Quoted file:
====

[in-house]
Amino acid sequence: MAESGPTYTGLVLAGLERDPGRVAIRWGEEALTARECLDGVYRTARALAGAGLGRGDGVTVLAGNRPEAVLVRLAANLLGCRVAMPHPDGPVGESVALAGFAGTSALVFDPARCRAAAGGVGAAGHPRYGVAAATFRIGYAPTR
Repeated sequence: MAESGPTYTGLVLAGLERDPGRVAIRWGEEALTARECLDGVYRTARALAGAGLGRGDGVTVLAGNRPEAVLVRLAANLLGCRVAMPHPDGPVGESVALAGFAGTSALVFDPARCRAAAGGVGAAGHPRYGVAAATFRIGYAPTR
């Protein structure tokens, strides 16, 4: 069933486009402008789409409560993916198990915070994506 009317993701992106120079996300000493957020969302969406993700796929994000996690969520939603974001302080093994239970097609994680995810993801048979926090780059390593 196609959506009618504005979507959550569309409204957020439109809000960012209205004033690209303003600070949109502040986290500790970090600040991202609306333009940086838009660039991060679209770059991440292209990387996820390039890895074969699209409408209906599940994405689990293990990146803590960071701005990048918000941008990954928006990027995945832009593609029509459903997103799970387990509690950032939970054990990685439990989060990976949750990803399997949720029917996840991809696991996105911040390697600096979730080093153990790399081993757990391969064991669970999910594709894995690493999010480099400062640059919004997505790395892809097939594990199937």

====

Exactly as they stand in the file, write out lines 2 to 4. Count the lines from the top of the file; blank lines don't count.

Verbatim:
Amino acid sequence: MAESGPTYTGLVLAGLERDPGRVAIRWGEEALTARECLDGVYRTARALAGAGLGRGDGVTVLAGNRPEAVLVRLAANLLGCRVAMPHPDGPVGESVALAGFAGTSALVFDPARCRAAAGGVGAAGHPRYGVAAATFRIGYAPTR
Repeated sequence: MAESGPTYTGLVLAGLERDPGRVAIRWGEEALTARECLDGVYRTARALAGAGLGRGDGVTVLAGNRPEAVLVRLAANLLGCRVAMPHPDGPVGESVALAGFAGTSALVFDPARCRAAAGGVGAAGHPRYGVAAATFRIGYAPTR
């Protein structure tokens, strides 16, 4: 069933486009402008789409409560993916198990915070994506 009317993701992106120079996300000493957020969302969406993700796929994000996690969520939603974001302080093994239970097609994680995810993801048979926090780059390593 196609959506009618504005979507959550569309409204957020439109809000960012209205004033690209303003600070949109502040986290500790970090600040991202609306333009940086838009660039991060679209770059991440292209990387996820390039890895074969699209409408209906599940994405689990293990990146803590960071701005990048918000941008990954928006990027995945832009593609029509459903997103799970387990509690950032939970054990990685439990989060990976949750990803399997949720029917996840991809696991996105911040390697600096979730080093153990790399081993757990391969064991669970999910594709894995690493999010480099400062640059919004997505790395892809097939594990199937």